Dot plot

68 posts
A note to science journal editors: require better visuals

In reviewing a new small-scale study of the Moderna vaccine, I found this chart: This style of charts is quite common in scientific papers. And they are horrible. It irks me to think that some authors are forced to adopt such styles. The study's main goal is to compare two half doses to two full doses of the Moderna vaccine. (To understand the science, read the post on my book...

0 0
Election visual 3: a strange, mash-up visualization

Continuing our review of FiveThirtyEight's election forecasting model visualization (link), I now look at their headline data visualization. (The previous posts in this series are here, and here.) It's a set of 22 maps, each showing one election scenario, with one candidate winning. What chart form is this? Small multiples may come to mind. A small-multiples chart is a grid in which every component graphic has the same form -...

0 0
Election visuals 2: informative and playful

In yesterday's post, I reviewed one section of 538's visualization of its election forecasting model, specifically, the post focuses on the probability plot visualization. The visualization, technically called  a pdf, is a mainstay of statistical graphics. While every one of 40,000 scenarios shows up on this chart, it doesn't offer a direct answer to our topline question. What is Nate's call at this point in time? Elsewhere in their post,...

0 0
Putting vaccine trials in boxes

Bloomberg Businessweek has a special edition about vaccines, and I found this chart on the print edition: The chart's got a lot of white space. Its structure is a series of simple "treemaps," one for each type of vaccine. Though simple, such a chart burns a few brain cells. Here, I've extracted the largest block, which corresponds to vaccines that work with the virus's RNA/DNA. I applied a self-sufficiency test,...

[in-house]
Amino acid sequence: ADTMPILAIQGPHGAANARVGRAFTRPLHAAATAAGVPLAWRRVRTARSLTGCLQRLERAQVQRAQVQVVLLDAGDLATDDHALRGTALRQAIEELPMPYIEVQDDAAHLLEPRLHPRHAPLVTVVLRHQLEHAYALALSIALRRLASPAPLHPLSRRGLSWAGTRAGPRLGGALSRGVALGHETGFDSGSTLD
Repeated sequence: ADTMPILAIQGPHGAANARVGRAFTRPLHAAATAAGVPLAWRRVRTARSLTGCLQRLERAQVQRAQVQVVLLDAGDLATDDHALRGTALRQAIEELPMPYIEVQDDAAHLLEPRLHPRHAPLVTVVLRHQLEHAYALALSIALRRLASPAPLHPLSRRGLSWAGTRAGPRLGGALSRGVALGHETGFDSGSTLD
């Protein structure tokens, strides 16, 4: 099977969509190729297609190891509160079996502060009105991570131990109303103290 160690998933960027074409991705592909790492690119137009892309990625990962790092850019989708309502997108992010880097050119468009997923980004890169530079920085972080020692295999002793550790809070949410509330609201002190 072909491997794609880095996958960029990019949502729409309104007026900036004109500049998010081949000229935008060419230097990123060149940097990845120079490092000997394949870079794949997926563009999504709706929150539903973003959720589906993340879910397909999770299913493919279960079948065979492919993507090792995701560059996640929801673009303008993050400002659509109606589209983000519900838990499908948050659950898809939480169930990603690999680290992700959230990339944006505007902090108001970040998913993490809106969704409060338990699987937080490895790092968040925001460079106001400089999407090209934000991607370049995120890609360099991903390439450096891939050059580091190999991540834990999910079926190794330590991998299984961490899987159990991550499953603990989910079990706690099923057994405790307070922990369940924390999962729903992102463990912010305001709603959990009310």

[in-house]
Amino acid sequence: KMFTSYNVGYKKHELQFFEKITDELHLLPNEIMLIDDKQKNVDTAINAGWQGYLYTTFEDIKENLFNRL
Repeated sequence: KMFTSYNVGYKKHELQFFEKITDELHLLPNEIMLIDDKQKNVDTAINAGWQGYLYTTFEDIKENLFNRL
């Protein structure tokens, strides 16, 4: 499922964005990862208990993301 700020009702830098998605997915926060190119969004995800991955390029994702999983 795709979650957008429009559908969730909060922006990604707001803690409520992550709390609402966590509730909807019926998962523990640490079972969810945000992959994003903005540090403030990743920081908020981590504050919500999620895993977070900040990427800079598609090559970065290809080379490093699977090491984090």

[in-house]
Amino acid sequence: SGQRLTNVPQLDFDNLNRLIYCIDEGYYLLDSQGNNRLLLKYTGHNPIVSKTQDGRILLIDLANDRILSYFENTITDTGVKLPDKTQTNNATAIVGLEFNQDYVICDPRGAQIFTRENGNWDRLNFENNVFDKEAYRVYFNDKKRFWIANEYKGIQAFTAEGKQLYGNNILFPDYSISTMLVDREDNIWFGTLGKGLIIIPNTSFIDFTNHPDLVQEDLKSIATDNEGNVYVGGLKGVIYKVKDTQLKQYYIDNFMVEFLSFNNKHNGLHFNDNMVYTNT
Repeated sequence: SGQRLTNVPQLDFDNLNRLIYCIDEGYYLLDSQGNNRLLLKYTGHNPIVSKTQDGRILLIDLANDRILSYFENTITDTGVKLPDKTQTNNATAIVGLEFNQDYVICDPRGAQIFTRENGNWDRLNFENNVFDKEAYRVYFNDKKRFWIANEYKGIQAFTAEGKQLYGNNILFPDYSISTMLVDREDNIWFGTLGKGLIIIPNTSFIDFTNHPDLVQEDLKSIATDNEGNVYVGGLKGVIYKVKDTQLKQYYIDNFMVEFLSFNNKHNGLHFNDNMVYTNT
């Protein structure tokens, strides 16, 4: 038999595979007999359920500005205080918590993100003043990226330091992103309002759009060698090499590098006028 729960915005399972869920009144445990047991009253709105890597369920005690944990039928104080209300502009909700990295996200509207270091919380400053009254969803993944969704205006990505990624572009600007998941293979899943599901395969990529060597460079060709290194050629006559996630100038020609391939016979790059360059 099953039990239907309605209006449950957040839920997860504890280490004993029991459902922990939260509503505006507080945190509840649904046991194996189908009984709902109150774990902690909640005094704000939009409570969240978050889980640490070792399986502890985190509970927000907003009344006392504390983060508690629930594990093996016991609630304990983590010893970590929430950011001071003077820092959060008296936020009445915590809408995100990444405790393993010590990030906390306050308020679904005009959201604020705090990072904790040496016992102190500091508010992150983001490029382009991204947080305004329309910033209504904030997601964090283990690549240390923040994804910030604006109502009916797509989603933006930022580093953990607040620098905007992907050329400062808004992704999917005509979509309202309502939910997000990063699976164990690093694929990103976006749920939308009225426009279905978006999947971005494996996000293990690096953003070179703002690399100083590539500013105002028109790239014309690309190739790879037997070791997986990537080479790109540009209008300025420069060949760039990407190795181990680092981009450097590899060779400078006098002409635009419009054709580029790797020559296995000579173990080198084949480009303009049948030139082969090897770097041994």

0 0
This chart shows why the PR agency for the UK government deserves a Covid-19 bonus

The Economist illustrated some interesting consumer research with this chart (link): The survey by Dalia Research asked people about the satisfaction with their country's response to the coronavirus crisis. The results are reduced to the "Top 2 Boxes", the proportion of people who rated their government response as "very well" or "somewhat well". This dimension is laid out along the horizontal axis. The chart is a combo dot and bubble...

0 0
Working with multiple dimensions, an example from Germany

An anonymous reader submitted this mirrored bar chart about violent acts by extremists in the 16 German states. At first glance, this looks like a standard design. On a second look, you might notice what the reader discovered- the chart used two different scales, one for each side. The left side (red) depicting left-wing extremism is artificially compressed relative to the right side (blue). Not sure if this reflects the...

0 0
What is the price for objectivity

I knew I had to remake this chart. The simple message of this chart is hidden behind layers of visual complexity. What the analyst wants readers to focus on (as discerned from the text on the right) is the red line, the seven-day moving average of new hospital admissions due to Covid-19 in Texas. My eyes kept wandering away from the line. It's the sideway data labels on the columns....

0 0
Visualizing black unemployment in the U.S.

In a prior post, I explained how the aggregate unemployment rate paints a misleading picture of the employment situation in the United States. Even though the U3 unemployment rate in 2019 has returned to the lowest level we have seen in decades, the aggregate statistic hides some concerning trends. There is an alarming rise in the proportion of people considered "not in labor force" by the Bureau of Labor Statistics...

0 0
Designs of two variables: map, dot plot, line chart, table

The New York Times found evidence that the richest segments of New Yorkers, presumably those with second or multiple homes, have exited the Big Apple during the early months of the pandemic. The article (link) is amply assisted by a variety of data graphics. The first few charts represent different attempts to express the headline message. Their appearance in the same article allows us to assess the relative merits of...

0 0
How the pandemic affected employment of men and women

In the last post, I looked at the overall employment situation in the U.S. Here is the trend of the "official" unemployment rate since 1990. I was talking about the missing 100 million. These are people who are neither employed nor unemployed in the eyes of the Bureau of Labor Statistics (BLS). They are simply unrepresented in the numbers shown in the chart above. This group is visualized in my...

0 0